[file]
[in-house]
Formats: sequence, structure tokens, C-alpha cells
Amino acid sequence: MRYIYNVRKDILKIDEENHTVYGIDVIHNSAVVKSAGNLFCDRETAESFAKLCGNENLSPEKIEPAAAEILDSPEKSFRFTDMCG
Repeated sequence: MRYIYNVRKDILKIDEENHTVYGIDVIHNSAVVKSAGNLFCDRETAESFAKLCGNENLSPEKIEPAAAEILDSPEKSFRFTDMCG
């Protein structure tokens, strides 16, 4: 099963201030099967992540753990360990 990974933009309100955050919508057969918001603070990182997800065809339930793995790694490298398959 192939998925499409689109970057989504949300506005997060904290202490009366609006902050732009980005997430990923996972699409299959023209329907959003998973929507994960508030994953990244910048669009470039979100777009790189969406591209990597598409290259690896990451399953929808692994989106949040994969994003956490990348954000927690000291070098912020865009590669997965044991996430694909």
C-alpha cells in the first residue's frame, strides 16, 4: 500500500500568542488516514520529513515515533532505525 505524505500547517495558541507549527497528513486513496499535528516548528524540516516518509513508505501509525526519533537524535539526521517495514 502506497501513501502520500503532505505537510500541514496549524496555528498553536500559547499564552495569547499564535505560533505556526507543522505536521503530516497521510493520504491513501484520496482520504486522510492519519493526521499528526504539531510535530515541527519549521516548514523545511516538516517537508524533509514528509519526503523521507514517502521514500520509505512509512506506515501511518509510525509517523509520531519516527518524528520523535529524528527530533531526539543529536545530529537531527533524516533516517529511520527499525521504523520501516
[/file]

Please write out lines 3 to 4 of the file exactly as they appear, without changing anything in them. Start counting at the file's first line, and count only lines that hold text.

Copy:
Amino acid sequence: MRYIYNVRKDILKIDEENHTVYGIDVIHNSAVVKSAGNLFCDRETAESFAKLCGNENLSPEKIEPAAAEILDSPEKSFRFTDMCG
Repeated sequence: MRYIYNVRKDILKIDEENHTVYGIDVIHNSAVVKSAGNLFCDRETAESFAKLCGNENLSPEKIEPAAAEILDSPEKSFRFTDMCG